You scroll through someone’s Instagram feed, green-eyeing their expensive vacations, ‘internet famous’ friends, and Pinterest-worthy home. Or maybe your heart beats double time when they share their monthly income. Or your stomach rumbles with jealousy when they launch a course on a topic you’d always meant to write about …. but never quite did.
Sound familiar? Dude, I get it. I have been there.
Do you quietly hate it when people tell you how busy they are?
Do you inwardly roll your eyes when someone responds to “How are you?” with a laundry list of duties and responsibilities they’ve been laboring under?
I ask because OMG YOU GUYS I’VE BEEN SO BUSY (but who cares and that’s kind of annoying, right?)
Because we’re all busy. We’re all sleep-deprived and over-caffeinated; we’re all over-committed and under-relaxed.
And while I’d like very much to tell you (and myself) to “say ‘no’ more” and “take on less,” that’s not always an option – particularly at work.
If you’re self-employed, you know what I mean.
If you’re launching something or starting a new job or training a new hire or absorbing responsibilities, you know what I mean.
If you’re a photographer and it’s wedding season,
If you’re an accountant and it’s tax season,
If you’re a teacher and it’s standardized test/conference/report card season, you know what I mean.
Here are 8 ways I’ve learned to enjoy work, even when I’m car-razy busy.
1. Schedule intentional, restorative breaks – even if they’re tiny
Open your Google calendar, find a 20-minute window, and literally type “TAKE A BREAK, DUDE.” Set a reminder on your phone or computer and when that alarm goes off take an actual break.
And by actual break what I mean is “physically distance yourself from the project you’re working on and do something completely different and totally relaxing for 20 minutes.”
If you’re tapping away on your computer, push back from your desk, point yourself towards some fresh air and go wander around it in. If you’re grading papers, go make yourself a healthy, energy-giving, prettily plated snack and eat it on the patio. If you’re taping off the trim before you paint the kitchen, put down the painters’ tape and go watch an episode of your favorite VT show.
And if this intense, high-pressure time will last longer than a few days – if it’s more like a few months – schedule a block of off days. Go camping. House swap with a friend. See what crazy all-inclusive trips Groupon is selling. Leave your phone and laptop at home and spend a few days really, truly recharging.
I know it can feel impossible to find time for these breaks.
But here’s the thing: when you wear yourself down and burn yourself out, you’re compromising the quality of your work and you’re borrowing from future productivity and creativity.
The stuff I create when I’m running on five hours of sleep? I usually end up deleting it all. Taking a break – and spending that break really relaxing and rejuvenating – is an investment in yourself and your work.
2. Keep a ‘smile file’
Is that name so cheesy you want to die? BE THAT AS IT MAY THIS ISH WORKS.
Every time you get a kind email from a blog reader/client/customer, move it into a folder that you’ve specifically designated for these glowing missives. If you do better with physical, tangible things, print out these emails and but them in a binder. If you’re lucky enough to get snail mail thank you notes, tuck them into a folder in your filing cabinet.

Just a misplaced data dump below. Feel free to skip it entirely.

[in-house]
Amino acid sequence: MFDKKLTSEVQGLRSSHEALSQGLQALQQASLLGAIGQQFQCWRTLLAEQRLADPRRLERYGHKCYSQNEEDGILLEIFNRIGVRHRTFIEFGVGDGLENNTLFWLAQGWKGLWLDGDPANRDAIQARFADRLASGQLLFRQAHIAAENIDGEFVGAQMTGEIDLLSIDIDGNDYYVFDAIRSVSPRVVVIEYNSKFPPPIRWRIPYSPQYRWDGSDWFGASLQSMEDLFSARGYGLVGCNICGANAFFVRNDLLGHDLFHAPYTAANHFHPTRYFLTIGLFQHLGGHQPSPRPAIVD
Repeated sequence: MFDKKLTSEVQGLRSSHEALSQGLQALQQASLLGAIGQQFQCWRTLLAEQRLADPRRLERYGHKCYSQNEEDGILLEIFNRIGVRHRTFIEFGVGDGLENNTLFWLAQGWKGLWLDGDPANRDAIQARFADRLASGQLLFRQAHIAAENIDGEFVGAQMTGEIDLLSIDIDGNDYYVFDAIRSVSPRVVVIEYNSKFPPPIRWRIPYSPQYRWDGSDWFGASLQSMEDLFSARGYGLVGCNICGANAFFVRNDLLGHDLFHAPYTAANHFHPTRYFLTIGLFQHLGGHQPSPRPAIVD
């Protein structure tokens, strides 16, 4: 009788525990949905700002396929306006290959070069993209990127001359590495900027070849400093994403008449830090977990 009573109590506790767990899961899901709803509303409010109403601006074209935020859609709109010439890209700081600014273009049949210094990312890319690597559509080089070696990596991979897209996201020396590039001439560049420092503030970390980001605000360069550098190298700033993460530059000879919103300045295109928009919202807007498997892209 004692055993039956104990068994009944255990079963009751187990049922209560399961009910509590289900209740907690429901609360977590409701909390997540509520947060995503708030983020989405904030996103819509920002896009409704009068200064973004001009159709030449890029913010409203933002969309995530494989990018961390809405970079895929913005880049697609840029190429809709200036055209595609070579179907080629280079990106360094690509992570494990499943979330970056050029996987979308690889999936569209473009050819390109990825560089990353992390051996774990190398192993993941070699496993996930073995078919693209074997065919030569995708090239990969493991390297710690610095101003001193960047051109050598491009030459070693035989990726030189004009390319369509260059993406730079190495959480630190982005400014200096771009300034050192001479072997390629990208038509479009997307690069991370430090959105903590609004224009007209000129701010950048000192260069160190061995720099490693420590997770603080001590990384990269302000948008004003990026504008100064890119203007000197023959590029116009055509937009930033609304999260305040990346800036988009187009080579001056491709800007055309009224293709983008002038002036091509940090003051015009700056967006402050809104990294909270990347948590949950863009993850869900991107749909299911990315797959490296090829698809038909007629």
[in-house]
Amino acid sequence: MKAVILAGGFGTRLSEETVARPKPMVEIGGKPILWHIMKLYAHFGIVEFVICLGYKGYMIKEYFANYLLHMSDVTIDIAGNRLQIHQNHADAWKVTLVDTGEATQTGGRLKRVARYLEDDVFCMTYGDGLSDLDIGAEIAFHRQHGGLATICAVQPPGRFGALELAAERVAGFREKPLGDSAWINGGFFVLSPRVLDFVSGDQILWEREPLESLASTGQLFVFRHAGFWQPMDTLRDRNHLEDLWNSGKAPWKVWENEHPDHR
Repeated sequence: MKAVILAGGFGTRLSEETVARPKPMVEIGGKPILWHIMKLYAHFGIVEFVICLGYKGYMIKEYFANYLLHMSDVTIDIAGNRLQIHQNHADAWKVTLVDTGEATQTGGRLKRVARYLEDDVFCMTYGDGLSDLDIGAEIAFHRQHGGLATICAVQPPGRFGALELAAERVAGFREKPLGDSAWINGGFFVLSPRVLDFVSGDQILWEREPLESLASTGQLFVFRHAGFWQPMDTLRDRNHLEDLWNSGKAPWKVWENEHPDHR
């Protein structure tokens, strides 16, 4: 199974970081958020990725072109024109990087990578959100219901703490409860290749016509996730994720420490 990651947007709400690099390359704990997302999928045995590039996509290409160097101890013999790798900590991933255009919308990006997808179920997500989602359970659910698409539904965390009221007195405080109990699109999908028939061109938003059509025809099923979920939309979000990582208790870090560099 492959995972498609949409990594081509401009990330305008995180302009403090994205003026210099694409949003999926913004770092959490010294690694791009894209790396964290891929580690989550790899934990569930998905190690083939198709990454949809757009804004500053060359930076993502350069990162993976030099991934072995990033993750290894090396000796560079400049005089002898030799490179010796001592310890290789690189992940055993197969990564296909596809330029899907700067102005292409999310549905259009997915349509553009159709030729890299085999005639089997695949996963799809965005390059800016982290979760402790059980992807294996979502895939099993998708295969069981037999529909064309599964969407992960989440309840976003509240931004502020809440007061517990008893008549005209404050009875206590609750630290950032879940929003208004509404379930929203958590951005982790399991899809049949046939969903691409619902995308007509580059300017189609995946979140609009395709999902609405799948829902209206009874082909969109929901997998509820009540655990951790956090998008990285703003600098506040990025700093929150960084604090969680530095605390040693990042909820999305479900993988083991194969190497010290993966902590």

Reference all these kind, glowing words when you’re feeling run down and unsure of why you’re working so hard. It’s encouragement on tap!
3. Read glorious, escapist fiction
When you’re studying for the GRE or launching your first product, it’s tempting to spend every free minute reading things that will help you score a few points higher or nab a few more sales. Spoiler alert: GRE study guides and social media marketing plans don’t make for very good bedtime reading and they certainly don’t give you and your brain an opportunity to recharge.
Cut yourself some slack and put away the professional development. Re-read one of your favorite novels or find something that’s equal parts funny and (relatively) intelligent. I like Jennifer Wienerfor smarter-than-usual Lady Stories or anything by L.M. Montgomery for cozy, ‘comfort’ reading.
4. Make your workspace + work experience as lovely as possible
This might sound frivolous, but you’d be amazed by the difference a few tweaks can make.
What if you…
Moved your desk so you got more natural light?
Added a potted plant?
Decluttered your desk – or at least shoved all the clutter into a drawer?
Hung a few pretty art prints? (I like this one, this one, and this one)
Cleaned your computer so it ran faster and wasn’t covered in crumbs and smudges?
Considered the hours that you’re most creative + productive and adjusted your work schedule accordingly?
Bought office supplies and software that were a joy to use? (cough these paper clips cough)
If you’re spending all that time working, you might as well do it in a pretty, inspiring space at a time of day you like!
5. Make yourself as physically comfortable as possible
Be smarter than me. Don’t buy a used Ikea desk chair off Craigslist because it “works with your aesthetic.”
When you work for yourself – or you’re in the middle of your busy season – it’s easy to let your workday rampage out of control. Allofasudden you’re answering emails in bed and starting work late because you ended work late the day before.
Ferociously guard the boundaries between work and play. Maybe you need to work 9 am – 9 pm for a month; maybe you need to work six days a week. That’s okay! But really, actually work those hours and when the clock clicks over from 8:59 to 9:00 pm, hang up your proverbial apron and call it a day.
When you’re entering a busy season, consider the hours you’ll need to work. Block them off on your calendar and work those hours. And when those hours are over? STOP.
8. Remind yourself why you’re working so hard
Why, exactly, are you busting your sweet behind? Why are you working 12-hour days or juggling two jobs? It’s hard to stay motivated if you can’t remember why you’re working these long hours and making all these compromises.
Create a visual reminder of your goals and aspirations. Maybe you’re working this hard so you can afford a three-week vacation in Thailand. Maybe you’re putting your kids through college. Maybe you want your name on the New York Times Bestseller list.